When it comes to Mahomes’ potential ‘greatest ever’ status, there are many other factors to consider before even looking at the mountain of on-field statistics, including the impact that his otherworldly play has had on the city where he plays.
“He has become an international star, but he’s also elevated Kansas City alongside him,” Nate Taylor, Chiefs writer for The Athletic, told CNN Sport. “The city itself has grown quite a bit. There is more economic impact downtown. The team has been able to convince the NFL – largely because of their success, which is obviously dependent on Mahomes – to have the NFL draft here this past April. Kansas City has a new international airport, it’s very nice.
“All of these things happened after the Chiefs became prominent because they made the best decision in their franchise history,” he explains.
Few athletes can say that they have had this kind of effect on their city, and arguably even fewer can say that they have contributed to redefining the position that they play.
The traditional idea of the quarterback has dissipated over the years. QBs are no longer solely expected to be rigid ‘field generals’ that do things by the book and have a strong pocket presence and arm mechanics. The nature of the position has evolved to become much more fluid and it is now a “prerequisite,” as Tice describes it, to be a good athlete.
Mahomes plays a free-wheeling style of football that sees him play outside of the pocket, break out of designed plays, pick up yards with his legs and make all kinds of throws on the move that look like they are straight out of a video game. He is doing things that are unprecedented for a quarterback.
Mahomes is not just reinventing the wheel – he can do all the fundamentals “at an exceptionally high level, but he can also color outside the lines,” said Taylor.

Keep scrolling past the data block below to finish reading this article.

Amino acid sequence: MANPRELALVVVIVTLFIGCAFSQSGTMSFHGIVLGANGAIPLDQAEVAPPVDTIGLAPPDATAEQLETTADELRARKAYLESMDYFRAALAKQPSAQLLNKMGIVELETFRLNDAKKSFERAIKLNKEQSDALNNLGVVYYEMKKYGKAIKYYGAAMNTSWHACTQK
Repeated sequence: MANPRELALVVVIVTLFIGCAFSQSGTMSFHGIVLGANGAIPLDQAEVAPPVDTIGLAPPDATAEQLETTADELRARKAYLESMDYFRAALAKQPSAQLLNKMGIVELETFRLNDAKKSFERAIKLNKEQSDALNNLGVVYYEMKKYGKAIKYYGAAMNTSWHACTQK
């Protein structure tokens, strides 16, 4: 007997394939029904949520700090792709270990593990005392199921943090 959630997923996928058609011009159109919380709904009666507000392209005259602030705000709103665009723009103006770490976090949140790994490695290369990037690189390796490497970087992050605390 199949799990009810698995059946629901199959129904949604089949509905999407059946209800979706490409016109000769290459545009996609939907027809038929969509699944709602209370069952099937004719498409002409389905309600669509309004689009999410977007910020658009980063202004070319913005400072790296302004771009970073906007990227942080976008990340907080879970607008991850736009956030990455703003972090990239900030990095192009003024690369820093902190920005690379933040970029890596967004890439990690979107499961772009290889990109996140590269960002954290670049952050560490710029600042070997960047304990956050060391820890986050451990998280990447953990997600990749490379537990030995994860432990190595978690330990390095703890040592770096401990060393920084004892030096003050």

“He can also do incredible arm slots where he throws the ball sidearm like a pitcher. He can throw it underhand like a bowler at the bowling alley and still complete the pass. And, of course, he’s got no-look throws. He’s thrown completions with his left hand, his non-dominant hand.
“He’s double-jointed, so he has extreme flexibility, which allows him to evade defenders when they’re trying to tackle him or trying to get him to throw the ball, in awkward positions,” he added.
Tice calls Mahomes the “culmination” of the direction that the QB position is trending in and compares his habit of making risky plays acceptable to the impact four-time NBA champion Steph Curry’s had on the three-point revolution in basketball.
The Kansas City superstar is always hunting for the big play, which can get him into trouble on occasion, but it is unlikely that Mahomes will be changing his game any time soon.
“That’s like saying: ‘Hey, Prince, don’t add that guitar solo,’” said Tice.
Stats on his side
Though the eye test helps out Mahomes’ credentials for greatest of all time, the statistics back him up too.
Through his first six seasons as an NFL starter, Mahomes has more playoff wins and AFC titles than his